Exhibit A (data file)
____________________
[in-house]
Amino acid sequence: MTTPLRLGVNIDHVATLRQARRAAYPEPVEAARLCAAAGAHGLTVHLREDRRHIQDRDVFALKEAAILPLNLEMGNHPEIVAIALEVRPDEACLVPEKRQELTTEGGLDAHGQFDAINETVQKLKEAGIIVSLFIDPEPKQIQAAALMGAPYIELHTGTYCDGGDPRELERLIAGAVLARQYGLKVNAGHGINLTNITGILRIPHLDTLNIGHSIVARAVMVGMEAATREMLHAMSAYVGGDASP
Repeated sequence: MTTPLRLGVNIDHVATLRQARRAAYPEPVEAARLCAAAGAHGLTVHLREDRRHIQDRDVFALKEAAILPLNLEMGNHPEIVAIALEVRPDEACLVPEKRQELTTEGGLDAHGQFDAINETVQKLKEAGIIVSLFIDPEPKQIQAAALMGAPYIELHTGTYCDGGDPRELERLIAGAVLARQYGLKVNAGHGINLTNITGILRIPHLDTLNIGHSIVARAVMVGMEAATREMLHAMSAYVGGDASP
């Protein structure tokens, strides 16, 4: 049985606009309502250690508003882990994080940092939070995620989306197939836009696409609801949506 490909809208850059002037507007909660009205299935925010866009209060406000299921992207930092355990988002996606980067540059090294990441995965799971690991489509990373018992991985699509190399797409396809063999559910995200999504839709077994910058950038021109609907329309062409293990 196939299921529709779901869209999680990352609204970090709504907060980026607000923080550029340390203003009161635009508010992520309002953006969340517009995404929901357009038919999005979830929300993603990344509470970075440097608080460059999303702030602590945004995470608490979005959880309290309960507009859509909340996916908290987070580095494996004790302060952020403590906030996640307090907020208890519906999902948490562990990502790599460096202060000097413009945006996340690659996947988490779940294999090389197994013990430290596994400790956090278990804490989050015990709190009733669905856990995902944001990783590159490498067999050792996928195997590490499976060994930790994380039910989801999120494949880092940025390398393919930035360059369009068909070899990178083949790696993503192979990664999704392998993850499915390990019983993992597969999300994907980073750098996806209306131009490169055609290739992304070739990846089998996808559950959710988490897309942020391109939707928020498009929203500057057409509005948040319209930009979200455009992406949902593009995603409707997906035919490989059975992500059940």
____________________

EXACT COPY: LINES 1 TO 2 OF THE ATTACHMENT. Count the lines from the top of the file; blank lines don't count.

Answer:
[in-house]
Amino acid sequence: MTTPLRLGVNIDHVATLRQARRAAYPEPVEAARLCAAAGAHGLTVHLREDRRHIQDRDVFALKEAAILPLNLEMGNHPEIVAIALEVRPDEACLVPEKRQELTTEGGLDAHGQFDAINETVQKLKEAGIIVSLFIDPEPKQIQAAALMGAPYIELHTGTYCDGGDPRELERLIAGAVLARQYGLKVNAGHGINLTNITGILRIPHLDTLNIGHSIVARAVMVGMEAATREMLHAMSAYVGGDASP